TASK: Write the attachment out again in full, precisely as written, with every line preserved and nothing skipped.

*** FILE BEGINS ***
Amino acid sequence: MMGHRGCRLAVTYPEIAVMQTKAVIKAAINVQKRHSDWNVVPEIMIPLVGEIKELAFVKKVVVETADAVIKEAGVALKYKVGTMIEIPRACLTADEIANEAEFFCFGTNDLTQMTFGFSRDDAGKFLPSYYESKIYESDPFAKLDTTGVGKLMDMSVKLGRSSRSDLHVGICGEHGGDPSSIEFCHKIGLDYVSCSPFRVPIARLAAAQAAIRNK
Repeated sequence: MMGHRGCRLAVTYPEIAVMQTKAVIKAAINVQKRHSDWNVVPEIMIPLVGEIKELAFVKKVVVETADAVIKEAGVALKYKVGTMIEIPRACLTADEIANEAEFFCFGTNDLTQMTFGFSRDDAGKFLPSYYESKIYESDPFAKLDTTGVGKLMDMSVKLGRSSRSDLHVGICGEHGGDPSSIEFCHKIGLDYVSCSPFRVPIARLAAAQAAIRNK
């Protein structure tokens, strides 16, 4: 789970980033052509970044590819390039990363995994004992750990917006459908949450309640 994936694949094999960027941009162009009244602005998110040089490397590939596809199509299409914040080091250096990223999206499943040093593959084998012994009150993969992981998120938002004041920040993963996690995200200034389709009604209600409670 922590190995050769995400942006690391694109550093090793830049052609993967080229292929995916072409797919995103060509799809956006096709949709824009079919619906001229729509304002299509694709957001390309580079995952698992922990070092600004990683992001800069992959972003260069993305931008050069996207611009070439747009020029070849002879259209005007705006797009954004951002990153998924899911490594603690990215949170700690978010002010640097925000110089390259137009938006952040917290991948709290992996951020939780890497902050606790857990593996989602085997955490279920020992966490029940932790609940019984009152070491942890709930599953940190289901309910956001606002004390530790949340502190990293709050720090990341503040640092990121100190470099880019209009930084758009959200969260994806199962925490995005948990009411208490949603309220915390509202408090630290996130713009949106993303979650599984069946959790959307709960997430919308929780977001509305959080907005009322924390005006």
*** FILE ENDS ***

Amino acid sequence: MMGHRGCRLAVTYPEIAVMQTKAVIKAAINVQKRHSDWNVVPEIMIPLVGEIKELAFVKKVVVETADAVIKEAGVALKYKVGTMIEIPRACLTADEIANEAEFFCFGTNDLTQMTFGFSRDDAGKFLPSYYESKIYESDPFAKLDTTGVGKLMDMSVKLGRSSRSDLHVGICGEHGGDPSSIEFCHKIGLDYVSCSPFRVPIARLAAAQAAIRNK
Repeated sequence: MMGHRGCRLAVTYPEIAVMQTKAVIKAAINVQKRHSDWNVVPEIMIPLVGEIKELAFVKKVVVETADAVIKEAGVALKYKVGTMIEIPRACLTADEIANEAEFFCFGTNDLTQMTFGFSRDDAGKFLPSYYESKIYESDPFAKLDTTGVGKLMDMSVKLGRSSRSDLHVGICGEHGGDPSSIEFCHKIGLDYVSCSPFRVPIARLAAAQAAIRNK
């Protein structure tokens, strides 16, 4: 789970980033052509970044590819390039990363995994004992750990917006459908949450309640 994936694949094999960027941009162009009244602005998110040089490397590939596809199509299409914040080091250096990223999206499943040093593959084998012994009150993969992981998120938002004041920040993963996690995200200034389709009604209600409670 922590190995050769995400942006690391694109550093090793830049052609993967080229292929995916072409797919995103060509799809956006096709949709824009079919619906001229729509304002299509694709957001390309580079995952698992922990070092600004990683992001800069992959972003260069993305931008050069996207611009070439747009020029070849002879259209005007705006797009954004951002990153998924899911490594603690990215949170700690978010002010640097925000110089390259137009938006952040917290991948709290992996951020939780890497902050606790857990593996989602085997955490279920020992966490029940932790609940019984009152070491942890709930599953940190289901309910956001606002004390530790949340502190990293709050720090990341503040640092990121100190470099880019209009930084758009959200969260994806199962925490995005948990009411208490949603309220915390509202408090630290996130713009949106993303979650599984069946959790959307709960997430919308929780977001509305959080907005009322924390005006």